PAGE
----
Inside their Madrid hotel room, a 17 year old girl stays up, keeping an eye out for her younger siblings…
Update: Iberia’s Twitter team sent me this message, presumably in response to the tagging them in the Tweet for this post. They are still as oblivious as ever:
Could there be a worse nightmare than having 3 of your kids traveling on their own bumped off a flight in a foreign country and unceremoniously punted off to a hotel to fend for themselves? Iberia did just that to a DansDeals reader’s kids.
Leorah Addi, known on the DansDeals Forums as LeeAddi, bought her kids, ages 11, 15, and 17, round-trip tickets from Tel Aviv to Miami to fly by themselves to visit their grandparents. While El Al will begin flying nonstop from Tel Aviv to Miami starting in November, there are currently no nonstops available.
The kids flew alone from Tel Aviv to Miami on British Airways with a connection in London without any issues. Their return ticket from Miami to Tel Aviv was booked on Iberia Airlines with a connection in Madrid.
In Miami, their grandfather accompanied them to the Iberia check-in counter before their return flight. When they asked for the Iberia boarding passes for their connecting flight from Madrid to Tel Aviv, they were told that they would need to request boarding passes after landing in Madrid. This happened despite the fact that they were on a single ticket on a single airline from Miami to Tel Aviv via Madrid. Their checked baggage was sent directly to Tel Aviv so that they could connect in Madrid without rechecking their baggage.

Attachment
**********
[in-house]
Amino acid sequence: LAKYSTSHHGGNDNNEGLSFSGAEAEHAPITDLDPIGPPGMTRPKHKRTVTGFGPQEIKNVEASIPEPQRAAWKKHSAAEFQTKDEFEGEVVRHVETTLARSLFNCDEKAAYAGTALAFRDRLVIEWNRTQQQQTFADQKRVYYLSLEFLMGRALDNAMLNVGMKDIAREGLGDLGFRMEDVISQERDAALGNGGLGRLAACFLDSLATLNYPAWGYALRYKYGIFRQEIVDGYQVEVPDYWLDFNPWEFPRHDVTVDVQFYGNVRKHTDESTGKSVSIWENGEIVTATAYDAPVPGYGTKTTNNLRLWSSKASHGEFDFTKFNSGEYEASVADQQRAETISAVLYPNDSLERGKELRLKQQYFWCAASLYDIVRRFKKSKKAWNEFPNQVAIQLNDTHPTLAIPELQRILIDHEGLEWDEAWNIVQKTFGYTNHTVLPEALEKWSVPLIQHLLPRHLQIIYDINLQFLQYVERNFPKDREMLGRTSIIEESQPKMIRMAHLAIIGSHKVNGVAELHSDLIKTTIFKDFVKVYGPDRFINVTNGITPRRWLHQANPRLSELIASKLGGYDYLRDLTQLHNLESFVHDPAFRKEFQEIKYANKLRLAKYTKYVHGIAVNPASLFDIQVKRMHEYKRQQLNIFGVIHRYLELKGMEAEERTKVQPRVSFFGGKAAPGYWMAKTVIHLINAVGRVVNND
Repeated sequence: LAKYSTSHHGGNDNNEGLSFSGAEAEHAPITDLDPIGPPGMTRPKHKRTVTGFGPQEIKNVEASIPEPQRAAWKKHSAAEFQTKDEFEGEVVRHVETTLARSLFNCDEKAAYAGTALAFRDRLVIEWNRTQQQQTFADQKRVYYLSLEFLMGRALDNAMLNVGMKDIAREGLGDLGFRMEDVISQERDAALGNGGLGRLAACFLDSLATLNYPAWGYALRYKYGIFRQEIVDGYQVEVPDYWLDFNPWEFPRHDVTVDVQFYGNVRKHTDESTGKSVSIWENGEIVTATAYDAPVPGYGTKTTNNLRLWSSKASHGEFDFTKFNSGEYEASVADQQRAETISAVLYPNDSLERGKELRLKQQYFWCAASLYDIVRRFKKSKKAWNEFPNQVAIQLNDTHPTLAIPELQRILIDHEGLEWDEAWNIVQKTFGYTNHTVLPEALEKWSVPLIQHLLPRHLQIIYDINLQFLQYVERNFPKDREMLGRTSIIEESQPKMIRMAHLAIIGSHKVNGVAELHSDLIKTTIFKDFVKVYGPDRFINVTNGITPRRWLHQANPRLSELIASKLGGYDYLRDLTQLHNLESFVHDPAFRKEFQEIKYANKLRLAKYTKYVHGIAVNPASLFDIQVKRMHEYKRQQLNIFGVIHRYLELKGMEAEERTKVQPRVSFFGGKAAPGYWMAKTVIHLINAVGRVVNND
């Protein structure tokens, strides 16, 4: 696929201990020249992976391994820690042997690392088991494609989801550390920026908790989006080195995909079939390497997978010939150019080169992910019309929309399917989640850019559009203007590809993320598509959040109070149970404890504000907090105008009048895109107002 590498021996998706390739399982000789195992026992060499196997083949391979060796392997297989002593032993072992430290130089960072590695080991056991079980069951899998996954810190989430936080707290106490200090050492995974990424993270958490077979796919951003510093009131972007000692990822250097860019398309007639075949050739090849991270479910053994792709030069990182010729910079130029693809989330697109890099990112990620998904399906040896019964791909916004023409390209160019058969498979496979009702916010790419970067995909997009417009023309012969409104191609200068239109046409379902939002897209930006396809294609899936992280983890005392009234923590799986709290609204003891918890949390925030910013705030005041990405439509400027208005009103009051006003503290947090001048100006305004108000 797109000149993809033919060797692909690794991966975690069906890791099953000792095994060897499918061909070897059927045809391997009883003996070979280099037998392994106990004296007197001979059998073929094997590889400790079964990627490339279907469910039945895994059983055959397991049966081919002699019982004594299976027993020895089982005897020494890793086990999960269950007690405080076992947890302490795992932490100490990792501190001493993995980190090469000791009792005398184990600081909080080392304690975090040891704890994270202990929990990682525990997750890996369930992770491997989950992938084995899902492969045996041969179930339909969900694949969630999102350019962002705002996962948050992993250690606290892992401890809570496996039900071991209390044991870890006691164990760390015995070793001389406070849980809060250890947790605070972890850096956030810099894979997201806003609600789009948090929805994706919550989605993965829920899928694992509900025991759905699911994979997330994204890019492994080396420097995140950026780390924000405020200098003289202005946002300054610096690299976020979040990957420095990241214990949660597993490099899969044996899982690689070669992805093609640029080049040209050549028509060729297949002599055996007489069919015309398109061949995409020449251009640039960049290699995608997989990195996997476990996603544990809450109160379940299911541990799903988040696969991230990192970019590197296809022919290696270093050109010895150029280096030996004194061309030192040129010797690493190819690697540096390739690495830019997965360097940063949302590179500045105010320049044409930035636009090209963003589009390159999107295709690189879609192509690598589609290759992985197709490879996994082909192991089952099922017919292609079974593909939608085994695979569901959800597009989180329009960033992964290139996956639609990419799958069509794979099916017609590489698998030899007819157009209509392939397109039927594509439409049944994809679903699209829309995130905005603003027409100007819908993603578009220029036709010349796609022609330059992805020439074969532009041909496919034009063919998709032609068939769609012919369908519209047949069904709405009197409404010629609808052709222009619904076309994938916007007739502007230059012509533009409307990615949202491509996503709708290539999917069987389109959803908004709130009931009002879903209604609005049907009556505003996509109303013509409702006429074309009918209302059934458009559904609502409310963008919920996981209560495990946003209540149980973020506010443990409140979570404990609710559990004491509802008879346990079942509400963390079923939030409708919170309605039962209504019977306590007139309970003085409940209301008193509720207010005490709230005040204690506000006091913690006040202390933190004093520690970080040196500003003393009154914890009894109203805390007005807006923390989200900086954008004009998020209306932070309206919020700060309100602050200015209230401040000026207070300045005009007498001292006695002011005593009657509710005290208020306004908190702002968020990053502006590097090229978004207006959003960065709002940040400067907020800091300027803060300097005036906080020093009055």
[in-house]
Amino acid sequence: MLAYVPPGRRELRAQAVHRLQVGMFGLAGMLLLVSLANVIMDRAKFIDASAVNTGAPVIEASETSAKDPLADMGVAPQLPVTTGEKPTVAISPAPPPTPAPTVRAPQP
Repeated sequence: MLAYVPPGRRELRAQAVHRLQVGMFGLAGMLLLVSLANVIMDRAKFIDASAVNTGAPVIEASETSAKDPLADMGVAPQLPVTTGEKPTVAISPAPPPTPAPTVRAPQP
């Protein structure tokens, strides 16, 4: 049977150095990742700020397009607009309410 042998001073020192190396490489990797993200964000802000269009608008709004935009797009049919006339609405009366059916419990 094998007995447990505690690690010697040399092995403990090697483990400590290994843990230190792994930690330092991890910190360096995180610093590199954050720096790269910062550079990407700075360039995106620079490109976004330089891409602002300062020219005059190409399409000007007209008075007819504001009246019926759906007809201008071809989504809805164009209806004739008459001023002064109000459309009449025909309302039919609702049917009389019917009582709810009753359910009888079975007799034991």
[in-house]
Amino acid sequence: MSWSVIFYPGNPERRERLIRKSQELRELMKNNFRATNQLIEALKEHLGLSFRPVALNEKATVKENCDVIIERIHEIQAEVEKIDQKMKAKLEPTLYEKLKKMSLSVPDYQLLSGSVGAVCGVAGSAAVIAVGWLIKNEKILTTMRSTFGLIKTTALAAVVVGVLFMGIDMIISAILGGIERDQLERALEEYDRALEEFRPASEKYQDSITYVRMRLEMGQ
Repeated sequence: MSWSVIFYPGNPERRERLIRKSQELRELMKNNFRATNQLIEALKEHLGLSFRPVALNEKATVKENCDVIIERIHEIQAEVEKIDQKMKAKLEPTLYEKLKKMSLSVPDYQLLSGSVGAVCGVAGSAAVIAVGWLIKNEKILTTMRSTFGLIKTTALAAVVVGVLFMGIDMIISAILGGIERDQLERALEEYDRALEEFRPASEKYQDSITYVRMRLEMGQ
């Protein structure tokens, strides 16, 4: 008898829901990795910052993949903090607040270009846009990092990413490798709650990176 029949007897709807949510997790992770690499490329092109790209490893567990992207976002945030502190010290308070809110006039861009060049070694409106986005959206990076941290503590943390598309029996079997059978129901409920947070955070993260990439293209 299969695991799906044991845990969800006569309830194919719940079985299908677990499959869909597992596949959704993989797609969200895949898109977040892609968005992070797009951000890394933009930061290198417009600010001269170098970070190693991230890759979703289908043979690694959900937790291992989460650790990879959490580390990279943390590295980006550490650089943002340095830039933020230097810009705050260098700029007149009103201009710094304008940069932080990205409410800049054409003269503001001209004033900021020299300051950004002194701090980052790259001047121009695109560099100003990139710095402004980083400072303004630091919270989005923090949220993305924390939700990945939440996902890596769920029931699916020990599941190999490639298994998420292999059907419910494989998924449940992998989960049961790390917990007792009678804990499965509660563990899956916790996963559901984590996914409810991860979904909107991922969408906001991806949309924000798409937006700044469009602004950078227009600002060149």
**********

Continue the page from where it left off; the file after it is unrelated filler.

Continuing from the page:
In Madrid the kids went to the gate agent, who informed them that they were being involuntarily bumped off of the flight as they were the last to check-in.
The kids told the gate agent that they were just 3 people under the age of 18 in a foreign country, but the gate agent refused to solicit or find other passengers to be bumped instead of them.
The kids called their mother while at the gate and handed the phone to the gate agent.
Ms. Addi was incredulous and asked the gate agent how she could possibly bump 3 children off of their flight. The agent coldly informed that they were the last to check-in and there is no law preventing minors from being bumped off a flight. When Ms. Addi begged the gate agent to have some compassion for 3 kids traveling by themselves, the gate agent abruptly handed the phone back to her daughter and said, “I cannot speak to your mother!”
The kids were sent to a customer service desk and given a hotel voucher and nothing else. There was no further communication between the airline and Ms. Addi.
Iberia left 3 children alone in a foreign country without assuming any responsibility for their well-being. Neither Ms. Addi, who was in Israel, nor her 17 year old daughter, who was in a Madrid hotel room, were able to get any sleep due to their anxiety over the situation.